Michael Mansfield, Bloomsbury; £20
Michael Mansfield's memoir is a roll-call of the clients for whom he has acted over the past 40 years, from the Angry Brigade to the Bradford 12, the Birmingham Six, the families of Stephen Lawrence and Jean Charles de Menezes.
One of the best chapters in this book is his account of the 1985 trial of 15 miners who were accused of having rioted at Orgreave, during the miners' strike. The defendants faced a possible maximum sentence of life imprisonment.
Mansfield had the task of cross-examining Assistant Chief Constable Anthony Clements, the senior officer on the day. Clements told the court that Arthur Scargill had been at the scene orchestrating trouble, that the use of horses had been justified to break up a push by the miners, and that when the police horses had approached the sky had darkened with missiles thrown at them by the miners.
Unknown to the prosecution, the defence had managed to get access to the police's own video footage of the clash. Mansfield showed it. Within minutes Clements was shown to have lied at every point. Soon after, the prosecution decided not to proceed with the charges.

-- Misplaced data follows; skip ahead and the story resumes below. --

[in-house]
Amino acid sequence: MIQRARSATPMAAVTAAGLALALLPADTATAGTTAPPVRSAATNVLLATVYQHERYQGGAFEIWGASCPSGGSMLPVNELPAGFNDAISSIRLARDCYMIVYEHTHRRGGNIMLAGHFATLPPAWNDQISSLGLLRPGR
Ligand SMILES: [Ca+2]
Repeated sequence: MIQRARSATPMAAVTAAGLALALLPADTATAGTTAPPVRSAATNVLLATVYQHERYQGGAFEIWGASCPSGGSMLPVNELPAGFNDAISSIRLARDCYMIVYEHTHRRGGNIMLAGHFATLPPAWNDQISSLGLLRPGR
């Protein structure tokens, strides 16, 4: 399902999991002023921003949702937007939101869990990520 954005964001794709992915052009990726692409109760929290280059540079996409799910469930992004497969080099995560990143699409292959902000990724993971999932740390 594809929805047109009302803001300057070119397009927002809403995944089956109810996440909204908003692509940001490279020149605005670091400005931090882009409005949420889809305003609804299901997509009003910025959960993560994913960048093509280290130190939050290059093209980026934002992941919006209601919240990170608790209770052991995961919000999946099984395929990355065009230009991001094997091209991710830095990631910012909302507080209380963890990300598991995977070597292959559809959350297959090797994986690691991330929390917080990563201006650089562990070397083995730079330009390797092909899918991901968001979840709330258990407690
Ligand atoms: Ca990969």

Part of Mansfield's genius has been a refusal to conform to some of the conventions that were accepted across the bar when he began. For example, if a client said their confession had been beaten out of them, the barrister would repeat the claim to the court, nodding and winking to the judge, and showing every sign of disbelieving their own client. The successful appeal of the Birmingham Six case demonstrated that false confessions were routine and that police officers would not hesitate for a second to use force to break a defendant.
The book is full of praise for Mansfield's friend, the great campaigning journalist Paul Foot, who worked with him to expose the miscarriages of justice, and also for the socialist lawyer Jim Nichol whose tenacity and diligence secured the release of the Bridgewater Three.
No socialist would ever choose to fight on a legal terrain but the choice isn't always one of our own making. Through all of Mansfield's stories, the point shines through repeatedly: the best defences are the product of the best defence campaigns. His book serves as a guide to defendants and to activists: don't lose heart; fight back.